This post is going to be the first of a series, as I took quite a few shots over the weekend. I was armed with the newest addition to my camera stable - the Sony A7R. It's a "full-frame" camera, so the field of view with "full-frame lenses" is larger. More on that another time. It did mean that on our trip to Hama-rikyū Onshi Teien (浜離宮恩賜庭園 - more casually known as hamarikyu gardens), I was able to stretch the legs of a few lenses I've been using thus far on my 1.5x (APS-C) crop sensor NEX-7.
Firstly, I'll say that I had underestimated the Zeiss lens (FE 55/1,8) I've been using since the beginning of this year. On my NEX-7, it was pretty sharp. On the 36 megapixel A7R full-frame sensor, it's quite phenomenal. I now understand the hype around this lens.
Hamarikyu Gardens is a public park in Chūō ward, in central Tokyo. Located at the mouth of the Sumida River, it was opened April 1, 1946. The park is a 250,165 m² landscaped garden surrounding Shioiri Pond, the park itself surrounded by a seawater moat filled by Tokyo Bay. It was remodelled as a public garden park on the site of a villa of the Shogun Tokugawa family in the 17th century.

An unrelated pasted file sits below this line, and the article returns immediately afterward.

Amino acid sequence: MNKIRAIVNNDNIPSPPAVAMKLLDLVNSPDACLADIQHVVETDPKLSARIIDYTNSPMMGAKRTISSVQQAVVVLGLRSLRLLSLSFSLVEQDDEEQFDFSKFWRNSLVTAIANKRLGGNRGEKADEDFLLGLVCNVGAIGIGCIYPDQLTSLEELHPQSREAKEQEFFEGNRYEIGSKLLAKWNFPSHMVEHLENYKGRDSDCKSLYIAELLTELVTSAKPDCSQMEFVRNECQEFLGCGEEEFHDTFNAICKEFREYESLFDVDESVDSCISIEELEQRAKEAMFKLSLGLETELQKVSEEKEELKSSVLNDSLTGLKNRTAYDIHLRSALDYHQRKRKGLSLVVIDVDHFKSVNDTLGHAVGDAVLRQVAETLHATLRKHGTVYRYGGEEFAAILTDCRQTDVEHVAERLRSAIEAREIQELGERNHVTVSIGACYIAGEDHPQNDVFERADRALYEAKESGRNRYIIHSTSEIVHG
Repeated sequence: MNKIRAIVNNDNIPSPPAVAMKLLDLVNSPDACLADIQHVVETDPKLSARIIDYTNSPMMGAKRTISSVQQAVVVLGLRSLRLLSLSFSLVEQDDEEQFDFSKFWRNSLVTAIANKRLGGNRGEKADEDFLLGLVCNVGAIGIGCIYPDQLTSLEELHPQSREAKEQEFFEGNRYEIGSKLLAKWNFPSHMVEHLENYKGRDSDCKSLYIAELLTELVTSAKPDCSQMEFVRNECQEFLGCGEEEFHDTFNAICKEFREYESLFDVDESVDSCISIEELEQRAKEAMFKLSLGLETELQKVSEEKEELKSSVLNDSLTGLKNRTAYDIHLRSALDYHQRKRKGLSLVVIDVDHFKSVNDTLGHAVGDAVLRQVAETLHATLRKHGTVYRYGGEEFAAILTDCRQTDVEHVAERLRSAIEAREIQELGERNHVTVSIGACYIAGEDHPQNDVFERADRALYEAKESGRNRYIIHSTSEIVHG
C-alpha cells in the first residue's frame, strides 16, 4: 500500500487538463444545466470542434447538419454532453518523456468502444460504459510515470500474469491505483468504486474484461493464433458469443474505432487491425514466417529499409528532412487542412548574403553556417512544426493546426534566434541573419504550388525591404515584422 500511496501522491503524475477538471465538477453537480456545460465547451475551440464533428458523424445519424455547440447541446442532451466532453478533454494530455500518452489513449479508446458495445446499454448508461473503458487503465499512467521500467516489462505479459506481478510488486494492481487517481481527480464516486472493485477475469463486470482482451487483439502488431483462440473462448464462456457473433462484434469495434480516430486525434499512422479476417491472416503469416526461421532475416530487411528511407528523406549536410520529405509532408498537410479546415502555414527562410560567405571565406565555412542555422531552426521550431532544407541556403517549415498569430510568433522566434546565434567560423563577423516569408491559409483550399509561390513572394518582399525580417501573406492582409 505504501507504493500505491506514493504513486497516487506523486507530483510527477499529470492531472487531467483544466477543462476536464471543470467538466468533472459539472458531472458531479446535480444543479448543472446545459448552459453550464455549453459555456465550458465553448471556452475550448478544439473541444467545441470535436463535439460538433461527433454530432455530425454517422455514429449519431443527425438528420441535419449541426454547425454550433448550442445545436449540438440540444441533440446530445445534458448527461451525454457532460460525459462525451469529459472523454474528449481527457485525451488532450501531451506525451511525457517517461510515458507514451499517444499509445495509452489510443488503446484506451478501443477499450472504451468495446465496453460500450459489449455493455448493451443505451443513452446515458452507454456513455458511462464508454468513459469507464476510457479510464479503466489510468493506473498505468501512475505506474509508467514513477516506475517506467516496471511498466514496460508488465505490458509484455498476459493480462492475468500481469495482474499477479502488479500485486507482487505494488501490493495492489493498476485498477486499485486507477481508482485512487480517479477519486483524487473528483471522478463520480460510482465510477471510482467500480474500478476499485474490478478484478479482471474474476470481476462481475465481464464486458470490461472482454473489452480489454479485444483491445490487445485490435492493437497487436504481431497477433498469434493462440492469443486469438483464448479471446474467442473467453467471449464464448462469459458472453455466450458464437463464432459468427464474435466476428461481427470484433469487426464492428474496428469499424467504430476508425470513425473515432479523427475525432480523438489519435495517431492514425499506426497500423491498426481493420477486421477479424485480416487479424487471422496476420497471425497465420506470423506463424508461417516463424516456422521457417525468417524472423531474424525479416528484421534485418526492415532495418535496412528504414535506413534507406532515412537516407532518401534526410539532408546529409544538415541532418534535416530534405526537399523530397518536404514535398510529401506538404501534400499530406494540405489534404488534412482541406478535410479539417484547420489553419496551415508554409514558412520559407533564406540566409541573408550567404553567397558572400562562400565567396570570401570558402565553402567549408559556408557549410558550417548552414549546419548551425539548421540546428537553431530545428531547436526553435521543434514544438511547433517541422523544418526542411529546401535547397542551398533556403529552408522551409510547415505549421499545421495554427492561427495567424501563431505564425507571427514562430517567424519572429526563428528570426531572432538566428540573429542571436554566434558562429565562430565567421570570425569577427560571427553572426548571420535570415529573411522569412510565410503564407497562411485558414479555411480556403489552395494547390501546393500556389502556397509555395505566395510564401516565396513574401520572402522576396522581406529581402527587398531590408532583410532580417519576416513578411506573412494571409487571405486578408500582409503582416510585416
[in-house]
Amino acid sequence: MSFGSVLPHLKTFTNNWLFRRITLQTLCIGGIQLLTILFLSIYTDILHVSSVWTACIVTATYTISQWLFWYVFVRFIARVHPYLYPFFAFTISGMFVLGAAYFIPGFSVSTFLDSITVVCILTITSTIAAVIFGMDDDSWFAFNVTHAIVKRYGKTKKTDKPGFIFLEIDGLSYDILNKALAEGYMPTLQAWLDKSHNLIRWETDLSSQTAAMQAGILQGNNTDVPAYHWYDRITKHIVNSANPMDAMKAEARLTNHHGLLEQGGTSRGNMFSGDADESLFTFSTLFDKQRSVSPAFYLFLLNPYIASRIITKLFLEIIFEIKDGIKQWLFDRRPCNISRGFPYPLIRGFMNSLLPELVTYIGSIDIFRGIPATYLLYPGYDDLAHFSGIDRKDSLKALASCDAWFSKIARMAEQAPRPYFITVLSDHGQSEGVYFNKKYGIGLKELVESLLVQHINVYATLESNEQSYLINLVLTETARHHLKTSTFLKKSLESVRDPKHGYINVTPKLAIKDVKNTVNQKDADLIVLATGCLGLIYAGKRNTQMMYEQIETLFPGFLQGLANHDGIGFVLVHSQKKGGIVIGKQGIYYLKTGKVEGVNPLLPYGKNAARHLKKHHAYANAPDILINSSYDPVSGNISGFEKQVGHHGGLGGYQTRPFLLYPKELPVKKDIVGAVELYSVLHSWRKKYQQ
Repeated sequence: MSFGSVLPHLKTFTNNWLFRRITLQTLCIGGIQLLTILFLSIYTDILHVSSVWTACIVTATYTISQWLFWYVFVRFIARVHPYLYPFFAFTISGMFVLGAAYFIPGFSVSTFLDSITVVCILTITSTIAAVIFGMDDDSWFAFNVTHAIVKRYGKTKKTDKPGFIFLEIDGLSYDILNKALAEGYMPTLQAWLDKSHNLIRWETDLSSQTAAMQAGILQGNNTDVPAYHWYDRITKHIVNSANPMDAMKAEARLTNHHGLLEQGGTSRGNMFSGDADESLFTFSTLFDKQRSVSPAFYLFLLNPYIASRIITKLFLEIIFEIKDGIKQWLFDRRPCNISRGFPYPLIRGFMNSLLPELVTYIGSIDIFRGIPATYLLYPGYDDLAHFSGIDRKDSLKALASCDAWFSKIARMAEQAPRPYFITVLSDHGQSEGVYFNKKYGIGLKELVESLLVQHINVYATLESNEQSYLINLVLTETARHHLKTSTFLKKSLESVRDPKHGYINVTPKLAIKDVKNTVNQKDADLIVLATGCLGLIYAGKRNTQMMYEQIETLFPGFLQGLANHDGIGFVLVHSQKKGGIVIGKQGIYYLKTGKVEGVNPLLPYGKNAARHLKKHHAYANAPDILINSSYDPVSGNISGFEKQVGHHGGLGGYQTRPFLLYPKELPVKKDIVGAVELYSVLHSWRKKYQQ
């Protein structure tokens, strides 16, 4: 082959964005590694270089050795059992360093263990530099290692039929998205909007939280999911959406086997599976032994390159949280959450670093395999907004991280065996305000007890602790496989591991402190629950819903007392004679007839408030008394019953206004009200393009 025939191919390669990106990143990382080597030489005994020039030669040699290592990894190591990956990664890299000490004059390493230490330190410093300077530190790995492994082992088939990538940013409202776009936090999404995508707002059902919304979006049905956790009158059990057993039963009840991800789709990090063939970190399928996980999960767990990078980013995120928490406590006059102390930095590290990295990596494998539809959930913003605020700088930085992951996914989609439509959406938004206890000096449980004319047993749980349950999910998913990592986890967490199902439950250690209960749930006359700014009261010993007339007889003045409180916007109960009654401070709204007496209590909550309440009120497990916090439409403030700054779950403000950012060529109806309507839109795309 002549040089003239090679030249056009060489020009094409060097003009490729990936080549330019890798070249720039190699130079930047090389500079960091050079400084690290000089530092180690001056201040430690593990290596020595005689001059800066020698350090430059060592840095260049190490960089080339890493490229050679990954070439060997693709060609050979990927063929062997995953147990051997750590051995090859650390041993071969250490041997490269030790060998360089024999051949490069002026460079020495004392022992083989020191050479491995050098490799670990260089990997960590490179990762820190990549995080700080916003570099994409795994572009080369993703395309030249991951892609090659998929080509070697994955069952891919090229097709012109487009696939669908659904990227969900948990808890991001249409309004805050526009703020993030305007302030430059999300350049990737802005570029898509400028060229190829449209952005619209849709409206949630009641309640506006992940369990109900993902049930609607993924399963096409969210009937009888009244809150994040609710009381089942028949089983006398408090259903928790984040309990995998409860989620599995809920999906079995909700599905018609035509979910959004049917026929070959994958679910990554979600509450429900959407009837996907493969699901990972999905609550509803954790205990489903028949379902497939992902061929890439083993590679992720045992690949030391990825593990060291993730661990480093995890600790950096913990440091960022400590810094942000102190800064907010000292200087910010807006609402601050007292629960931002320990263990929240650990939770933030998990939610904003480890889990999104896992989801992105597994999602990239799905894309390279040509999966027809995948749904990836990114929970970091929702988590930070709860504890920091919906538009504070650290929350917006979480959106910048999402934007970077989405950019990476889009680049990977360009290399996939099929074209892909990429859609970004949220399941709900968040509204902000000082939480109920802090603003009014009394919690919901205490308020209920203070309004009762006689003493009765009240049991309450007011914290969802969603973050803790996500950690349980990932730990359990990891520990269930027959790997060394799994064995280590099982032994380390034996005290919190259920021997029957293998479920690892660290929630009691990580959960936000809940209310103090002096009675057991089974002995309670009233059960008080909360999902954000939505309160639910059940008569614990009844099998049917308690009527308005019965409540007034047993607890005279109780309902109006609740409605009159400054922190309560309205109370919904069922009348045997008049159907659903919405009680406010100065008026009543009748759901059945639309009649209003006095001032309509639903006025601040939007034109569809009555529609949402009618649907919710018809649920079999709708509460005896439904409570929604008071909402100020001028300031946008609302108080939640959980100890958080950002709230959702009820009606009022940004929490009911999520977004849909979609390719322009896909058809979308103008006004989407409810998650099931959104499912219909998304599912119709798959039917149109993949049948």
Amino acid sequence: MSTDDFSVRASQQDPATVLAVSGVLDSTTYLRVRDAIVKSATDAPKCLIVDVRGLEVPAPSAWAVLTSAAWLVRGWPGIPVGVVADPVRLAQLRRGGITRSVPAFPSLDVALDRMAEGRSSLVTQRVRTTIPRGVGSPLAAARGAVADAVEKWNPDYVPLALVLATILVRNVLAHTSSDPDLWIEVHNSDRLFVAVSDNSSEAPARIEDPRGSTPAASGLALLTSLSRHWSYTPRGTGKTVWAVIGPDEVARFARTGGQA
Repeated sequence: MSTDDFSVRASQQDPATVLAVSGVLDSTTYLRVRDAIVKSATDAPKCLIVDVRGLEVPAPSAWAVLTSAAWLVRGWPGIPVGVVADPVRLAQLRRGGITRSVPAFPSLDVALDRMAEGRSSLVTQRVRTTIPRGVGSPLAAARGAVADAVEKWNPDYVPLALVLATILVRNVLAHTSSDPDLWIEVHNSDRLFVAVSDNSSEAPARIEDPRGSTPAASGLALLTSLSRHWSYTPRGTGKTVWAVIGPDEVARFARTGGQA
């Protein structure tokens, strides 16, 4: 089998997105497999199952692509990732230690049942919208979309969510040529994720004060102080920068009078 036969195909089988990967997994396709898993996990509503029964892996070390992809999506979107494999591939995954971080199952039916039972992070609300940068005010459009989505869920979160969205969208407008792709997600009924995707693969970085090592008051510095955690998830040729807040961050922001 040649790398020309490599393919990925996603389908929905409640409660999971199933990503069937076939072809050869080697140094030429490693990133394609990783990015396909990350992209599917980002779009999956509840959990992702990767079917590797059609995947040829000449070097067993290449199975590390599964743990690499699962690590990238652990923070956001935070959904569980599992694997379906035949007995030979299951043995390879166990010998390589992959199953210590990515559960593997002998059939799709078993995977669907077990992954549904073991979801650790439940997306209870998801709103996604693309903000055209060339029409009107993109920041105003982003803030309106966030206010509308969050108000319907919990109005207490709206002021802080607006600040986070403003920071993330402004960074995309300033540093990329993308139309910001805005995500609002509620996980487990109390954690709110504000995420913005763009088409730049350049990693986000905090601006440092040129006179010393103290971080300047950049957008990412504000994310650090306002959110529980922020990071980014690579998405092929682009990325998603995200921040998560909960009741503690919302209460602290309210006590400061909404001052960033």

There were dozens of birds feeding in the huge expanses of oilseed rape (ナタネ - "natane" in Japanese). They were stripping the centre of the field from its yellow; safe from the numerous people & their lenses.
We've been lucky with the weather this weekend. There was lots of rain at the end of last week, but we've only had to contend with gusty winds and patchy cloud cover. The skies were sometimes quite a brilliant blue.
The garden's not just famous for the bright yellow oilseed; there's flora for all the family.
In order to take the above shot, I had to almost climb inside the bush seen in the foreground. The light was coming from the top left area, and illuminated the purple flowers in such a way as to make them look like a million little lanterns.
I'd recommend a trip to hamarikyu gardens. Though it's more expensive than Shinjuku Gyoen, it has a completely different atmosphere. In hamarikyu, it just takes one look at the horizon to remember that you're right in the middle of Tokyo - and that's quite cool. The gardens were far larger than we imagined, and were relatively peaceful, considering.